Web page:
The Obsession Page 34

“Yeah. I think.” She worried over it as she signed her name. “Does it read warm to you?”

He handed her back her card and studied the soft, watery blue seriously. “Yeah. It’s warm, and calm, right? You’re picking up the tones of the water, early morning before it goes deep.”

“That’s it. I almost went a little more gray. More spa-like. Maybe I should’ve . . . It’s just paint.”

“It’s walls,” he corrected. “You’ve got to live with them.”


“You hit warm and calm if that’s what you were after. And whatever it is, you’ll get used to it. I can email you a receipt.”

“That’s all right. I don’t need one.”

Didn’t want him to have her email, more likely. Xander pocketed the reader, the phone. “That’s a lot of wall to paint. You ought to open those doors, get some air in here.”

“It’s raining. And you’re right.” She stepped over, fought the slider open an inch. “This stubborn, ugly bastard’s going.”

Xander put a hand above hers, gave the slider one good shove. Then looked out as she did.

“Walls don’t mean dick when you look at that.”

“I keep telling myself.”

In the rain the world outside was dreamy, with gloom adding a fanciful edge, just touches of fog and mist floating like gossamer birds.

“Makes you forget the second floor looks like part of the Overlook Hotel.”

“Well, thanks for that. I’m going to imagine Redrum written in blood on that horrible wallpaper now.”

He grinned. “Points for getting the reference. I gotta get going. Good luck with this.”


She stood when he walked out, watching the cool spring rain.

He’d scared her, she could admit that. The quick, firm tap on her shoulder when her mind had been on painting and music. The equally quick and firm hand on her butt.

She’d have caught her balance, probably.

He’d backed off when she’d told him, easily, signaling he was harmless.

But he wasn’t harmless. Despite the easy talk about paint and wallpaper, he wasn’t harmless. He had strong blue eyes, very direct—and something behind them warned that he wasn’t a man to trifle with.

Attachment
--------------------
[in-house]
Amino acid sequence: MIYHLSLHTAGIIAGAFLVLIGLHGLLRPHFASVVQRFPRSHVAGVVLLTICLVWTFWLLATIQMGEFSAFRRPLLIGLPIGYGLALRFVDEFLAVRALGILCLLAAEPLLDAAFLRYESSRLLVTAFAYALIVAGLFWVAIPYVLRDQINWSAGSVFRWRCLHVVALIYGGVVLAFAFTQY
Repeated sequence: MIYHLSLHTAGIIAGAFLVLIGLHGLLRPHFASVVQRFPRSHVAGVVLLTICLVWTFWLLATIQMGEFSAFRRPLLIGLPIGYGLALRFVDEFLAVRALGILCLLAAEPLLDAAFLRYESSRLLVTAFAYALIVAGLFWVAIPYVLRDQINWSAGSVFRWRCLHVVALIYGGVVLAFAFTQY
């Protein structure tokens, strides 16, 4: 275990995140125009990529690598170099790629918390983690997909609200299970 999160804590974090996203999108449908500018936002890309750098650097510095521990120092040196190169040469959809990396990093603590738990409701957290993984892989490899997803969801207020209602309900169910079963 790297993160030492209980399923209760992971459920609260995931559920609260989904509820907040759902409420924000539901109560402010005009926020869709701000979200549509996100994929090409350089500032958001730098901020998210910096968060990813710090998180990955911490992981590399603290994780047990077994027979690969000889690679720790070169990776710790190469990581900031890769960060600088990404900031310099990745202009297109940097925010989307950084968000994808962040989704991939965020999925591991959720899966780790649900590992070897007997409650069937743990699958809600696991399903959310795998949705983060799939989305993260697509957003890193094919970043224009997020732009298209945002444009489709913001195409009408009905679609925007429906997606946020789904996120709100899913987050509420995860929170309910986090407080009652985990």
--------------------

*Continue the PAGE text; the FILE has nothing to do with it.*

She had no intention of trifling with Xander Keaton.

He might have had a runner’s build, but there was a toughness in there. She knew how to judge who might be an easy companion for a night or two, if she had the need.

No question he was attractive, in a rough and sexy sort of way, and though she’d learned not to let it matter, it was a bonus that he had a good four inches over her in height. She wouldn’t deny she’d felt a tug in the belly, but if and when she had that need, she’d steer clear of Keaton.

Keep it simple, she thought as she went back to the stepladder. Because her life, her nature, would always be complicated.

Instinct told her Xander Keaton was anything but simple.

When the soaking rain finally moved off and the sun sparkled again, Naomi had the sheer delight of folding outswing doors off her kitchen. After they’d been installed and the crew left, she opened and closed them half a dozen times just for the fun of it.

With the turn of weather, she donned her boots and a light jacket and grabbed her camera. Stock photos of flowers always provided a decent revenue, and the burgeoning bulbs and wildflowers offered her a treasure trove. She could ramble the woods looking for the interest of rough bark, nurse logs, the charm of a narrow stream running fast with snowmelt. The surprise of a little waterfall running faster yet to a tumble of rocks below.

And she got an unexpected shot of a bear when they encountered each other in the silvery quiet of dawn.

After ten days of working for a living, the tedium of painting, the stress of selecting cabinet hardware and kitchen appliances, she sat on her new king-size mattress with her laptop.

Hello from Construction Central, loves of my life.

I did it. This room is painted, every square inch of wall, ceiling, and trim. I have wonderful atrium doors leading out to my deck, and intend to sit out there—on the chair I sanded and repainted—in the morning and wallow with coffee over my view. It’ll be a short wallow as the crew comes early, and the indescribable noise comes along with them. But I can see the kitchen coming together. I remember when you had the kitchen redone about—what—six years ago. I was home for a couple weeks and it was chaos. This is chaos times infinity.

But I think I like it—the process of it.

I saw a bear this morning. Don’t worry, I was more interested in him than he was in me. Picture attached. I couldn’t get one of the whale—I’m sure it was a whale—sounding way out. By the time I got my camera, zoomed out, it was gone.

I’m happy here. They’re getting to know me in town—enough to say hello when I’m at the market or hardware—my two favorite places right now. Oh, and the pizza place. It’s not New York pizza, but it’s not crap either.

I’m happy here, despite the daily noise, the deluge of decisions. Kevin says I really have to decide on the tile for the master, and the backsplash for the kitchen. Both terrify me more than a little. But that’s for later.

Write me back soon—and that goes for you, too, Mason, with more than an all’s good, how’s it going. I’m about to start picking color and designs out for the rooms I’ve earmarked as yours when you visit.

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